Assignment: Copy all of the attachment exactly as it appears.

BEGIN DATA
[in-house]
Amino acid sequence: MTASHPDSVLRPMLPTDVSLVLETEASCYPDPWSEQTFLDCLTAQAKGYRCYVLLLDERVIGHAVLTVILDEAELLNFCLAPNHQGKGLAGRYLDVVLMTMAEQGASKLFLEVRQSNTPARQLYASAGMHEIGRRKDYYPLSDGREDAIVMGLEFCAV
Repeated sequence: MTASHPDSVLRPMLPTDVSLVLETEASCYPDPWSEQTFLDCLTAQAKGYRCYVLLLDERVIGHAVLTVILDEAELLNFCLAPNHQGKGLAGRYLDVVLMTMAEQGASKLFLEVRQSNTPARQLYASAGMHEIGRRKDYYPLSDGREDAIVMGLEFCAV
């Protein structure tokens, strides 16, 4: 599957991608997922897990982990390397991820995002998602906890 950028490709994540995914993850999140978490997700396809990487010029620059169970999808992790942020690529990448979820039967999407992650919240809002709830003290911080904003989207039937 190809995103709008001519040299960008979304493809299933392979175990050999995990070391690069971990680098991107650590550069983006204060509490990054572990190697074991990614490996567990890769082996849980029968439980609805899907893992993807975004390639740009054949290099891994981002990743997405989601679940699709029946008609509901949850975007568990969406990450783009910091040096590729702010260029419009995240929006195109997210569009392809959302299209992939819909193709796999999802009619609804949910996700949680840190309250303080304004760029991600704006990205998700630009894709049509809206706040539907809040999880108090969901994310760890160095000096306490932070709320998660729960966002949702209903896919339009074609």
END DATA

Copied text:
[in-house]
Amino acid sequence: MTASHPDSVLRPMLPTDVSLVLETEASCYPDPWSEQTFLDCLTAQAKGYRCYVLLLDERVIGHAVLTVILDEAELLNFCLAPNHQGKGLAGRYLDVVLMTMAEQGASKLFLEVRQSNTPARQLYASAGMHEIGRRKDYYPLSDGREDAIVMGLEFCAV
Repeated sequence: MTASHPDSVLRPMLPTDVSLVLETEASCYPDPWSEQTFLDCLTAQAKGYRCYVLLLDERVIGHAVLTVILDEAELLNFCLAPNHQGKGLAGRYLDVVLMTMAEQGASKLFLEVRQSNTPARQLYASAGMHEIGRRKDYYPLSDGREDAIVMGLEFCAV
């Protein structure tokens, strides 16, 4: 599957991608997922897990982990390397991820995002998602906890 950028490709994540995914993850999140978490997700396809990487010029620059169970999808992790942020690529990448979820039967999407992650919240809002709830003290911080904003989207039937 190809995103709008001519040299960008979304493809299933392979175990050999995990070391690069971990680098991107650590550069983006204060509490990054572990190697074991990614490996567990890769082996849980029968439980609805899907893992993807975004390639740009054949290099891994981002990743997405989601679940699709029946008609509901949850975007568990969406990450783009910091040096590729702010260029419009995240929006195109997210569009392809959302299209992939819909193709796999999802009619609804949910996700949680840190309250303080304004760029991600704006990205998700630009894709049509809206706040539907809040999880108090969901994310760890160095000096306490932070709320998660729960966002949702209903896919339009074609």